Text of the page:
England vs New Zealand | Thursday 21 May - Monday 25 May | Lord’s | 12:00
Troubled England begin a two-Test Ashes entree against World Cup finalists and self-appointed underdogs New Zealand. It is becoming difficult for the Black Caps to hold on to the title of subordinates considering the success of a squad already being heralded as a golden generation. It is also problematic to view New Zealand as dark horses given England’s unbridled slide into mediocrity in recent times. Perhaps mediocre is too kind a label; they’ve been simply awful in all respects since the side was ripped apart in the 2013 Ashes series in Australia. The first Test at Lord’s marks the 100th time England and New Zealand will meet in the longest form of the game.
To Win Match
New Zealand 5/2
If supporters of English cricket thought that a tour to the West Indies would help to solve the problems rampant in the squad, they were sorely mistaken. Upon taking a series lead after the second Test in Grenada, they fell apart in the second innings of the third Test in Barbados and ended up squaring the series. Expectations for English Test cricket do not include stalemates against the West Indies. Perhaps the only positive to come out of yet another embarrassment was the return to form of captain Alastair Cook. He struck his first century in almost two years in Barbados and proved difficult to remove for much of the tour. In contrast, Jonathan Trott scored 72 runs in six opportunities at the crease and promptly retired from international cricket.
Yet again, preparations for this series are overshadowed by issues off the field. This is the first squad to be assembled under Andrew Strauss in his reign as Director of Cricket. Of course, much of the furore has surrounded the continued exclusion of Kevin Pietersen. Opinion regarding England’s renegade batsman is better reserved for its own piece. It is, however, clear that England are a weaker side without him. It depends what is valued; winning, or a happy-go-lucky dressing room?
Adam Lyth and Mark Wood have been added to the England squad for this series following admirable performances on the county circuit. Lyth’s average of 67.68 for Yorkshire in their Championship victory last season has seen him beat out Alex Hales - the top Championship run-scorer after five matches this season - to join Alastair Cook at the top of the order. It will be Cook’s sixth opening partner since Strauss retired in 2012. Mark Wood has been fast-tracked into the England set-up after 24 impressive first-class matches. If England decide to make a change to their attack it will likely see Wood take over from Chris Jordan as the third seamer. Ben Stokes will likely keep his place considering his ability with the bat.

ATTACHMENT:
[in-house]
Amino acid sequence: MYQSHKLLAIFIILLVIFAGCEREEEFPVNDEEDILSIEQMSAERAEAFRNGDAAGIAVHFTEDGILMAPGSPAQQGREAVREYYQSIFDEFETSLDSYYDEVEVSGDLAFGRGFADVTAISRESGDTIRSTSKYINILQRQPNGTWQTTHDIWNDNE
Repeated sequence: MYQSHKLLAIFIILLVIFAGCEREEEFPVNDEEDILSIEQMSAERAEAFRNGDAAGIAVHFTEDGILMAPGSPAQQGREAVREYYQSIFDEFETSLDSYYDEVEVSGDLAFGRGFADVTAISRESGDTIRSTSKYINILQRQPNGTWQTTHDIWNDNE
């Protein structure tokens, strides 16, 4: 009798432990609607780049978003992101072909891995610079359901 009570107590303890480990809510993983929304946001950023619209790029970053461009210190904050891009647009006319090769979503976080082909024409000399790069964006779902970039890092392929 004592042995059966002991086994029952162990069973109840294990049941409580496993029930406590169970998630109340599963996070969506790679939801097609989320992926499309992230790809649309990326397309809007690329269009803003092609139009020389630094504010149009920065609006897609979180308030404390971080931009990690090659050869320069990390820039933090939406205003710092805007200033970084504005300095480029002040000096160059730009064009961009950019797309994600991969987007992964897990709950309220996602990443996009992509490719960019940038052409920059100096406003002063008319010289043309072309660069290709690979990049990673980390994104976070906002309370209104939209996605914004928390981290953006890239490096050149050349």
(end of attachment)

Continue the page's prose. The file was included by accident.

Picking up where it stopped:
Martin Guptill and Matt Henry have received call-ups to the Test squad, the former as much based upon his limited overs exploits as his ability in the long form of the game. In the past Guptill has struggled to translate his magnificent ball-striking ability to the Test arena and hasn’t been a part of New Zealand’s recent success in the five-day game. However, a double century for Derbyshire prior to the tour as well as 150 in the warm-up fixture against Worcestershire suggests that he has fixed the errors exposed in his previous foray into Test cricket and is ready for a return. With opener Tom Latham out of touch and under pressure, Guptill may partner Hamish Rutherford to open at Lord’s. Matt Henry has been included due to an injury to Jimmy Neesham and he will battle Doug Bracewell and Neil Wagner for his place among the seamers. I have a feeling that Corey Anderson will be included in the starting XI as a direct replacement for Neesham.
Lord’s, with its history, slope and honours boards in the dressing rooms seems to evoke a magical quality that is too often missing from the Test game. The allure of securing a place among the century-scorers and five-for-takers on the illustrious boards can often function as motivation for travelling teams. While England’s record at the ground is still a good one they’ve most recently failed to secure results against both Sri Lanka and India. Sri Lanka forced a memorable draw while India overturned a first innings deficit to come out comfortable winners. According to reports only Monday has a chance of being affected by showers.
VERDICT: New Zealand 5/2
New Zealand have climbed to number three on the ICC Test Rankings over the past year while England have failed miserably to regain a semblance of their previous quality. Of course, England are a different prospect at home with the Dukes ball and beat India rather comfortably in their last home series. I liken New Zealand more to Sri Lanka in their visit. They’re in exceptional form and arrive with a point to prove. Their attack will be very difficult to contain on England’s spring wickets and holes in the England middle-order lend themselves to collapse. Brendon McCullum is a bullish, aggressive captain adored by his men. Besides, who can pass up odds of 5/2 for an in-form, winning side?